The Blog I Do Not Keep
... All right, over the years I've discovered I don't have the drive to maintain a blog. Here is some old news ... and please visit me on Facebook.
Thanks to the ALA for a silver Printz Honor! I am beyond thrilled!
Interview on "family-friendly" book blog Between the Pages & Beyond ...
Over the moon with starred reviews from Kirkus, The Bulletin, and Publishers Weekly !!
First review for The Kingdom of Little Wounds is in ... from Kirkus ... and it got a star!!
Many voices weave together to form the narrative. Ava Bingen, a seamstress whose fortune changes when she mistakenly pricks the queen with a needle, narrates many chapters. Midi Sorte, the “Negresse” taken aboard a slave ship from an unnamed part of Africa and now a royal nursemaid, tells her story in a stylized, lyrical voice (“I do not like to hold a pen....It feel a silly thing to me, to tell a story through the fingers”). A third-person omniscient narrator adds more perspectives, among them the pained, ineffective king, Christian V, who loves a ruthless male adviser, and Christian’s petulant, bloodthirsty daughter, Beatte. Interspersed throughout are short fairy tales with dark twists—a princess rewarded for her craftiness when she steals from a girl who eats a poisoned apple, for instance. The story never disguises the grotesque and public nature of bodies or the violence of the court. Readers frequently see Christian talking to his beloved Nicholas while seated at his toilet stool or doctors meticulously examining royal women’s genitals. Both Ava and Midi experience rape at the hands of a powerful man, and Midi in particular is routinely dehumanized, lending the story a sad ring of authenticity. Though the publisher suggests a 16-plus audience, it is not beyond sophisticated younger teens.
Sometimes bleak, but complex and carefully crafted—mesmerizing.
Publishers Weekly gives The Kingdom a star!
“I have always loved a fairy tale.” So says Ava Bingen, a young seamstress in the palace of the fictional Scandinavian city of Skyggehaven. Dark and bloody fairy tales inform this dense, 16th-century narrative, richly layered with multiple viewpoints: Ava, the mad Queen Isabel, the dangerously weak King Christian, the diabolically ambitious Lord Nicolas, and the mute, literate African nursery-slave, Midi Sorte. In her first novel for young adults, adult author Cokal (Mirabilis; Breath and Bones) explores the landscape of the female body as it has been for so long: property of parents or husband, subject to the needs of family and state. During a time of deadly court intrigue and disturbing portents—a new star in the sky, a muddy vortex in the earth—Ava, Midi, and Isabel negotiate their individual paths of survival until their fates are woven together, giving them a chance to save the kingdom and each other. Though the novel’s frank and upsetting depictions of rape, child-marriage, miscarriage, and syphilis mark this title for mature readers, its brutality, eloquence, and scope are a breathtaking combination. Ages 16–up.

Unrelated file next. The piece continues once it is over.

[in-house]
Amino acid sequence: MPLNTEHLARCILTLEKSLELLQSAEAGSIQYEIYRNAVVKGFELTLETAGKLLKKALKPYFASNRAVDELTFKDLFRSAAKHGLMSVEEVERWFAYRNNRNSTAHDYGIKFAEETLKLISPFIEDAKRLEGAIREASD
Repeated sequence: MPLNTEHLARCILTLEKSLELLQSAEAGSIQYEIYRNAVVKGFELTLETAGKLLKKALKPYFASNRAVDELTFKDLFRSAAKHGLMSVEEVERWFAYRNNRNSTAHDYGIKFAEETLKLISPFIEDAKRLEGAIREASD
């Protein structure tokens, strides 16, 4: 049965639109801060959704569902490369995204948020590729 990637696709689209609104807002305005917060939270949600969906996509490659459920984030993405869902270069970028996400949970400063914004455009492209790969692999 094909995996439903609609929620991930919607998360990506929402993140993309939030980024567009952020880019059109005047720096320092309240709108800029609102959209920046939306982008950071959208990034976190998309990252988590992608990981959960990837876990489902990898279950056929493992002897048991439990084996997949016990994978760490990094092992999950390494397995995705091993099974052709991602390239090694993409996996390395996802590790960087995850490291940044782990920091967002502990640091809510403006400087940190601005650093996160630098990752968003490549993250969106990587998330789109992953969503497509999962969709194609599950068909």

I had a great time with this interview--discussing The Kingdom, of course--but also why I write from "such a dark place" and what my greatest terror is. Thanks, Kristin! And if you check out the interview, you can sign up for a free book and T-shirt giveaway!
Blogger Marshal Zeringue asked me to write about what I'm reading ... Herein are my Modern Novel class's reactions to Virginia Woolf, my passion for vintage magazines as research materials, the awesomeness of Meg Medina, and the creepiness of The Devil in the White City. Thanks, Marshal!
Vocabulary Shout-Out: Susann Cokal for "Biddable"
May 23, 2013
Writing about The Golem and the Jinni, a first novel by Helene Wecker that was featured on the front page of The York Times Sunday Book Review last week, Susann Cokal used biddable, a favorite word of dog breeders and trainers, to describe the character of a golem in Wecker's novel.
"In the rabbi’s experience," Cokal writes, "golems can be biddable, but once they awaken to the taste for destruction they become unstoppable and must themselves be destroyed."
Biddable is an old word of Scottish origin that means "obedient" or, more precisely, how "able" (or likely) a creature is to do your "bidding." On biddable's Vocabulary.com Dictionary page, you can see that our usage tracker shows it cropping up in the context of children trained to be models, ego-free dogs, and a discussion of humans versus wild animals as the subject of nature shows on TV.
I've been cited on vocabulary.com! I feel ... real.
A Slideshow of Images that Inspire (or Represent) My Werks
Renaissance palaces, rituals, beaches, my cats and events ....